Who can protect me now?


Tuesday, January 17, 2012


Woke up this morning to the first ice on the walk since the October snow wrecked my trees.

I ought to be grateful, and I suppose I am, that this winter has been so mild as compared to last year this time when the residue of the post Christmas snow storm still cluttered the streets.

Ice doesn’t sit well with me because I live near the bottom of a very steep hill, which I have to climb in order to get to public transportation.

Even when I had two eyes and could drive, climbing this hill was not fun, all spinning wheels  and prayers that I didn’t slide all the way down to where the street meets the highway and the parade of tractor trailers making their way north from Port Newark.

Last year, walking down the hill, my wife and I both slipped on the same piece of pavement on the same night, but about an hour apart. This stretch is owned by some old mobster, who rarely shovels his walk, except to make a path for his Seville to park in, and never puts out salt when his pavers get slick.

We learned to walk on the far side of the street where the Head Start staff keeps their walks clean, but even then, melting snow or ice intrudes, leaving slick patches.

This morning being the first morning of ice, nobody put out salt so that the walk and street proved an even steeper challenge than usual, forcing pedestrians to cling to fence posts, car mirrors and any other protrusion to keep from falling.

Two women who also survived the climb pondered why news stations didn’t issue icing reports the way they sometimes did for snow, warning people that we risk life and limb if we go out at this particular time.

I guess we’ve been warned too much about every possible disaster, from terrorists to hurricanes that we’ve come to rely on someone telling us when to duck.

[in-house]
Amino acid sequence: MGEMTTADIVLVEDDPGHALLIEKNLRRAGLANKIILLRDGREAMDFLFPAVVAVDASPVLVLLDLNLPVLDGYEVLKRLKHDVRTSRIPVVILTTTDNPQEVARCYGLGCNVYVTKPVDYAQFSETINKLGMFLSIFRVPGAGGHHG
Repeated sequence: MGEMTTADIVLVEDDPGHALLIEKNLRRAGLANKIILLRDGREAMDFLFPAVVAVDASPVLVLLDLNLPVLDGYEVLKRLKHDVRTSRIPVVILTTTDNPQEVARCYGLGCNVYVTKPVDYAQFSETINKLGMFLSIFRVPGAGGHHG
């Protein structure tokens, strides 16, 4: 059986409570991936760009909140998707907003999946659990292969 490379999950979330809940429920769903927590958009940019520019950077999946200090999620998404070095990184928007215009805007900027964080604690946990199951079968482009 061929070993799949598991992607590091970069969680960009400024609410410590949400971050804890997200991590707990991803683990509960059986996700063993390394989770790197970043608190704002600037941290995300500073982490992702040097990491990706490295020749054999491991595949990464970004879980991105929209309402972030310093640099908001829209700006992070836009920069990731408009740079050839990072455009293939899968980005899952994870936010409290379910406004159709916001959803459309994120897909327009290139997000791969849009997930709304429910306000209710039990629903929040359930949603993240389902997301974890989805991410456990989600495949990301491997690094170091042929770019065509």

I remember some misguided woman who wrote about the history of children’s playgrounds, talking about how they were supposed to be safe for children – obviously misreading the reasoning and logic behind the original construction.

She tried to explain why playground got rid of concrete and asphalt and installed rubberized floors, as yet the next step in keeping children safe.

It’s not true. At least not all of it.

Playgrounds were made hard because they were built mostly in a working class era when parents needed to prepare their kids for the harsh realities of the world, and figured scuffed knees and bruised elbows taught children more about life than any lecture did.

As our nation abandoned the working class model and pressed people to aspire to middle and upper class values, we grew more afraid for our children, coddling them more, seeking more protection against things like asphalt. We did not want our previous progeny injured, and so we sought to warn them against things instead of letting them experience things first hand.

This idea that I have to make my own way in the world and deal with situations like ice and snow make me appreciate things better. I hated getting yellow and red terrorist alerts from a government too inept to protect me and yet left me with no way to protect myself.

We have divorced ourselves from FDR’s idea that fear is the only thing we need to fear, and we are constantly being encouraged to be afraid, warned of potential dangers – some of which we are helpless to avoid.

Perhaps this harkens back to the air raid drills I underwent as a kid, when nu ns at my school shouted for me to duck under my desk, when we all knew the desk couldn’t save us if someone dropped a nuclear bomb, and the least anybody owed us was to let me see the flash before it was all over.

The fact is the government doesn’t protect me – at least not from terrorists or bombs – but it makes a good show of saying it does, doing as much to make me scared to look around me as the terrorists or the soviets would.

Maybe we do need someone to tell us to look down at our own feet when we walk, to remind us that there is a real world that we should be aware of in order to protect ourselves, but I’m pretty sure the people who warn of us everything else, aren’t the people I trust to look out for my interests. I need to look out for my own, play in a playground that isn’t made too safe for me to ever injure myself, to walk on a sidewalk which the local mobster is punished for not keeping clear, to look up when the bomb drops so at least I get to see the beauty of its flash.


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